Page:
The Walden Effect: Farming, simple living, permaculture, and invention.

Just in Case

Just in CaseJust in Case: How to be Self-sufficient When the Unexpected Happens, by Kathy Harrison, is a good introduction to preparedness, especially for those of us who don't particularly expect an apocalypse and just want to make sure we're ready for more mainstream disasters.  As with any book of this type, you have to tweak the information to match your own lifestyle --- I ignored all of the information about teaching your kids to go down fire ladders and so forth, and I wouldn't use any of her very-grainy recipes.  On the other hand, I especially enjoyed the few tidbits the author presented about her own childhood, during which children bathed infrequently and were expected to rinse out their own underwear and socks in the sink every night.  And I think she was wise to focus on learning skills, since stocking up on emergency supplies does little good if you don't know how to use them.

I'll make another post later about some changes we plan to make to our own lives in response to this book (and to our recent power outage), but for now, I thought you might enjoy thinking through which disasters you're likely to have to deal with.  Power outages Historic floodare a matter of course for us (since we've spent about 1% of our time on the farm in the dark), and a thousand-year flood could potentially impact our core homestead.  Tornadoes hit our area with moderate regularity (although they seldom dip down into coves like ours) and house fires are always a possibility.  Other disasters Harrison suggests we consider (although Mark and I are less concerned about them) include heat waves, winter storms, wildfires, thunderstorms, landslides, hurricanes, earthquakes, tsunamis, chemical hazards, nuclear hazards, pandemics, and terrorism.  Which kinds of emergencies do you prepare for?

(The photograph above is from a neighbor who reports that a flood in 1977 made it up to our barn.  This barn isn't ours, though, but one that once stood across from our mailbox.)

Our chicken waterer is the POOP-free alternative to traditional, filthy waterers.

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About us: Anna Hess and Mark Hamilton spent over a decade living self-sufficiently in the mountains of Virginia before moving north to start over from scratch in the foothills of Ohio. They've experimented with permaculture, no-till gardening, trailersteading, home-based microbusinesses and much more, writing about their adventures in both blogs and books.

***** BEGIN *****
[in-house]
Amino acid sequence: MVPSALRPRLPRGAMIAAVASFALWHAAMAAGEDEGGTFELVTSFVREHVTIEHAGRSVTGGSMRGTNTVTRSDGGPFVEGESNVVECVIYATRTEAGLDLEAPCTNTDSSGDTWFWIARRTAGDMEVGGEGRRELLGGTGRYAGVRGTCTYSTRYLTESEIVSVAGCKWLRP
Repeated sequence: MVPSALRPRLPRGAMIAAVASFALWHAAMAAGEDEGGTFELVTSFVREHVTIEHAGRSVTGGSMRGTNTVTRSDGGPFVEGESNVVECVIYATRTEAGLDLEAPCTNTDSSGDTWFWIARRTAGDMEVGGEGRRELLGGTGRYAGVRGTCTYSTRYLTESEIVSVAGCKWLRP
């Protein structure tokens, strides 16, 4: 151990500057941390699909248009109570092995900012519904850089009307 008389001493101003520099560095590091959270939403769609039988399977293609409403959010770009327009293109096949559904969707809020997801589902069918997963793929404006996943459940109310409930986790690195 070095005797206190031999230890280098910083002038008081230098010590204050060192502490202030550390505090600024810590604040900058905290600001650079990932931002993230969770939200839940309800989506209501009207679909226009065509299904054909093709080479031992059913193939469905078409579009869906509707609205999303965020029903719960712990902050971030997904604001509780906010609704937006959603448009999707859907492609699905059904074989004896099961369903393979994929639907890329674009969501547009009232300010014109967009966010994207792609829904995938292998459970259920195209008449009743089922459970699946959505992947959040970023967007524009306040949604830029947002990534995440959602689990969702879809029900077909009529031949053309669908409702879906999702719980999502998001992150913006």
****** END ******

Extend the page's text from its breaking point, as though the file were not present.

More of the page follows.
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Because I learned yesterday of an 85plus old friend of my 80 yr old friend recently was found having fallen at night and not having been aware enough to use her Lifeline, so was caught under a bureau drawer all night on the floor, until she was found by the person coming in to fix her breakfast, I think that natural disasters pale beside the sudden health problem that can strike. Hard to live completely alone in a fairly isolated place.

I do think that it is necessary to stay in touch with neighbors, esp. to be available to them, if they need help. I also think that a battery-operated, or some alternative-powered radio is good to have. Maybe even a radio system between you and your "movie star" neighbor, for mutual aid?

The chief thing, is not to risk too much if you are pretty isolated. Accidents do happen on a farm! I remember once when I foolishly ripped the calf of my leg open, getting over a rusty barbed-wire fence. Completely avoidable injury.

I also think that we sometimes are our own worse enemies. Maybe we should get used to no power once a week, and get used to a pwer-free routine! (power-free is not powerless!) I was glad your phone was working, Anna, in your last outage. But of course there are times when phones don't work! I guess it's important to have a plan, for connecting with relatives, and how they connect with you...

Comment by adrianne Sat Jan 26 09:59:42 2013
Mom --- Good points! When I was discussing this book with Mark, he said that he thought voluntary energy rationing might work. It's so easy to just use electricity all the time, but if we each chose a day a month to go without power, or committed to cutting 5% off our electric bill, it would make a difference. We're still pondering that thought....
Comment by anna Sat Jan 26 15:01:11 2013

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